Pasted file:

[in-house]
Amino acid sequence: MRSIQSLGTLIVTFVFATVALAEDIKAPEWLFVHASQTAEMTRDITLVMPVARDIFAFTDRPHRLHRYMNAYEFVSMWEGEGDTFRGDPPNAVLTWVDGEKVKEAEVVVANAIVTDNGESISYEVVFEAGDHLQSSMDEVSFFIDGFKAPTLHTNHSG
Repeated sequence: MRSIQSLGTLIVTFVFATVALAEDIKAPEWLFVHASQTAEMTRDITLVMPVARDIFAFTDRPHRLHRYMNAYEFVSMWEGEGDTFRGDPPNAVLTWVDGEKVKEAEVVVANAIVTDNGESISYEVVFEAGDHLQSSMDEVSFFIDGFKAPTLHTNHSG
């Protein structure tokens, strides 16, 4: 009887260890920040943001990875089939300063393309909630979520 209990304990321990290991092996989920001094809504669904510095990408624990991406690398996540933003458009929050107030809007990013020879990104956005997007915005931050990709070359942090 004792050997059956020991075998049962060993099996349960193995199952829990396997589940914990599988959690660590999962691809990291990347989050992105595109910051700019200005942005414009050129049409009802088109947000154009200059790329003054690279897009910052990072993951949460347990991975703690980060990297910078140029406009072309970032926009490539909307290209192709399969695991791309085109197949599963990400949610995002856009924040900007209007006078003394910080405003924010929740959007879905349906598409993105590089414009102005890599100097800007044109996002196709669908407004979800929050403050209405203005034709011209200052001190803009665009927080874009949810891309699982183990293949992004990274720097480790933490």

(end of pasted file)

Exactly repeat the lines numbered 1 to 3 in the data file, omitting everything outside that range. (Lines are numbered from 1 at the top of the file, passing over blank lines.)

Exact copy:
[in-house]
Amino acid sequence: MRSIQSLGTLIVTFVFATVALAEDIKAPEWLFVHASQTAEMTRDITLVMPVARDIFAFTDRPHRLHRYMNAYEFVSMWEGEGDTFRGDPPNAVLTWVDGEKVKEAEVVVANAIVTDNGESISYEVVFEAGDHLQSSMDEVSFFIDGFKAPTLHTNHSG
Repeated sequence: MRSIQSLGTLIVTFVFATVALAEDIKAPEWLFVHASQTAEMTRDITLVMPVARDIFAFTDRPHRLHRYMNAYEFVSMWEGEGDTFRGDPPNAVLTWVDGEKVKEAEVVVANAIVTDNGESISYEVVFEAGDHLQSSMDEVSFFIDGFKAPTLHTNHSG